All of the above (and much, much more) happened in what was by then peacetime. The allied armies ruled in Berlin and over a subdued Europe. Those evicted did not pose any security risk to the remaining population. In Czechoslovakia and Hungary, they did not even endanger the demographic supremacy of the majority population. It can be argued, on the other hand, that this was the making of the new Poland: historically, Poland had been a geographic and demographic patchwork whose existence as an independent nation between the German and Russian ‘spheres of influence’ had been intermittent; the post-war bout of ruthless viciousness gave birth to a completely different country — a Poland with utterly changed borders and a demographic eerily homogeneous from an ethnic perspective.
Europe isn’t the only ‘savage continent’. In 1947, even while the newly-formed United Nations was debating the fate of the Mandate of Palestine, an additional former British territory was being partitioned: the former Jewel of the Crown – the British Raj. Like most former colonies, this was not a country – but an artificial contraption made up of numerous faiths and ethnicities, held together (but often also set against each other) by colonial interests. There was, however, one major fault line, dividing the Hindu population from the Muslim one. Both groaned under the British colonial yoke, but also resented and feared each other. To ‘pacify’ the place long enough to wash its hands of it, the British government implemented a territorial partition into two states. It was hardly a fair deal: the Hindu-majority state – India – incorporated the vast majority of industrial assets and agricultural land; it also ‘inherited’ most of the former colony’s financial reserves. The Muslim-majority state – Pakistan – initially comprised just one fifth of the former colony (the Muslim population accounted in 1947 for circa 30%). Even that consisted of two non-contiguous pieces of territory – West Pakistan and East Pakistan (later to become Bangladesh) – separated by 1,000 miles of Indian territory.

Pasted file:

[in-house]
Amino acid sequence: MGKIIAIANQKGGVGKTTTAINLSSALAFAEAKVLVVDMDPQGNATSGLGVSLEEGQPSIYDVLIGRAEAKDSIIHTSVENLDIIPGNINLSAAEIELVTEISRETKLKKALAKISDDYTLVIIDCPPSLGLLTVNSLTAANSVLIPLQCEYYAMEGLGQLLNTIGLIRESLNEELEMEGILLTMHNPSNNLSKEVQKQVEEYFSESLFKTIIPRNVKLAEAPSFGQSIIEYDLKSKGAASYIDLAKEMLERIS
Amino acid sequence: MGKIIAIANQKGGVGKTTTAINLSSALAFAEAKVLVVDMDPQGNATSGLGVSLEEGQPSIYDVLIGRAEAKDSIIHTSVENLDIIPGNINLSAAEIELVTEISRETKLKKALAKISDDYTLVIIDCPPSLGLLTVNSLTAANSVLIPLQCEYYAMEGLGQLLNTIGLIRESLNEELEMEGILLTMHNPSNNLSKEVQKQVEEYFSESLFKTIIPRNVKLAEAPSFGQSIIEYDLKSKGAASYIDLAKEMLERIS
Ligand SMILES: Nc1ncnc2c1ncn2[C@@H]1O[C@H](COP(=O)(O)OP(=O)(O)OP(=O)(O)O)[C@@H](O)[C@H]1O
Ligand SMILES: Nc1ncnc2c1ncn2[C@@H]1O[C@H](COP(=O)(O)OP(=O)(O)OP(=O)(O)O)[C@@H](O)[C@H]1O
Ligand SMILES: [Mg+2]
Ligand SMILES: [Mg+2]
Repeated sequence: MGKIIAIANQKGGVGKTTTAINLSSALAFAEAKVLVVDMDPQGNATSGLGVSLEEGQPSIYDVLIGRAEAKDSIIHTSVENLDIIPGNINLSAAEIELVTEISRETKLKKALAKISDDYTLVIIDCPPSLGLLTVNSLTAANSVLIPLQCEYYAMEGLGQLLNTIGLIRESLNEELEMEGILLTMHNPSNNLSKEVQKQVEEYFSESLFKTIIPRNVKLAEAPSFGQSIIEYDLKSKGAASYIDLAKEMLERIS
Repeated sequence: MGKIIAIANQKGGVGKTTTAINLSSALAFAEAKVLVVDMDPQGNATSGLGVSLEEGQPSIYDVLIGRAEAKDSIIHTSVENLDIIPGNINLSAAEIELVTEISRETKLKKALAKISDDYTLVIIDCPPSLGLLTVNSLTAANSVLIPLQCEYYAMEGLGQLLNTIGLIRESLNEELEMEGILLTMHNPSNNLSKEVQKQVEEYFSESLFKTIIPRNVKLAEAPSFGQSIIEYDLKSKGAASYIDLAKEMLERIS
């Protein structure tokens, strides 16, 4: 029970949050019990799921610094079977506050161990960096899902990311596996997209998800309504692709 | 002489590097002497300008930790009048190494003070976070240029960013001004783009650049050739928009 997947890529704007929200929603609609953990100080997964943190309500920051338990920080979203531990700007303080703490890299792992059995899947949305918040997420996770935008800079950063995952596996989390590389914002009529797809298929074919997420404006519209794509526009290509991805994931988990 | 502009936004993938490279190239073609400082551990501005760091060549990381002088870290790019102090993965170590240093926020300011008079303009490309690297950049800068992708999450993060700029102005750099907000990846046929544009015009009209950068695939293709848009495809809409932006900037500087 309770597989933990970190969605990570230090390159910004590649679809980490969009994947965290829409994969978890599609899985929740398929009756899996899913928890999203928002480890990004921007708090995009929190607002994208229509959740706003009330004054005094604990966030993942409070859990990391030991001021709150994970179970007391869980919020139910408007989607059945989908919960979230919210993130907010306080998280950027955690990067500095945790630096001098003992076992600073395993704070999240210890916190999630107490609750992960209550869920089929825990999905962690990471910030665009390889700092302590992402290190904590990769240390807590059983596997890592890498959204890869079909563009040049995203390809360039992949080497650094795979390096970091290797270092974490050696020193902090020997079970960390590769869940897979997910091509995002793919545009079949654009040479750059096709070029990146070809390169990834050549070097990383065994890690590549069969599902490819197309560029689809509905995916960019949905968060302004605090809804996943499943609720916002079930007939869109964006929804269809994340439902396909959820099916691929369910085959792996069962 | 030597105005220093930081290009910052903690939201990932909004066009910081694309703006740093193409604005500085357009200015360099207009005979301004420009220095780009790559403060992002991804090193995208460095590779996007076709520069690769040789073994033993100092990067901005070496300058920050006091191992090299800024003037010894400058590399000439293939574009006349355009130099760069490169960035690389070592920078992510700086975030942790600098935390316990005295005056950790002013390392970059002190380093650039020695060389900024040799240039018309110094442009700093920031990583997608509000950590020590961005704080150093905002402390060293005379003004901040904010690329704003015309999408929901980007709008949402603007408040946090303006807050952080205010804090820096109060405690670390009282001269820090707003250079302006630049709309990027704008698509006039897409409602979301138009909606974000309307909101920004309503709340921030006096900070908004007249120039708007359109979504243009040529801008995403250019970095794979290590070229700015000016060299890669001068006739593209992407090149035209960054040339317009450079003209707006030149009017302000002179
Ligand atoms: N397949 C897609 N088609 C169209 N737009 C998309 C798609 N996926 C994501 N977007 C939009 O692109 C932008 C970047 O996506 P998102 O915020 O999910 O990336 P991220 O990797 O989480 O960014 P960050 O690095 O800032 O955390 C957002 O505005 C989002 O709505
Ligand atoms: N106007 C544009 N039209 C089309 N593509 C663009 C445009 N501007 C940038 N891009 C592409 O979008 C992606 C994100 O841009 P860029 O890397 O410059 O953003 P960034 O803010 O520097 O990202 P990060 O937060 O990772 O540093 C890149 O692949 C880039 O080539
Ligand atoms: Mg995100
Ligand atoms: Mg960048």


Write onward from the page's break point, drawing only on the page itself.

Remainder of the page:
Borders don’t create nations. Despite the partition, inter-communal violence continued and intensified. When all is said and done, circa 1 million people are estimated to have lost their life. 15 million were forced to leave their ancestral homes and lands and go into exile – never to return.
Not even that was enough to defuse the tensions: India and Pakistan have since fought several wars and continue to face each other with relentless suspicion and barely contained hostility. Since both are armed to the teeth – including nuclear arsenals – this remains a potential source of catastrophic conflagration.
Pakistan officially calls itself an Islamic Republic (Article 1 of the Constitution) – and is recognised under that name by the United Kingdom. Article 2 proclaims:
Islam shall be the State religion of Pakistan.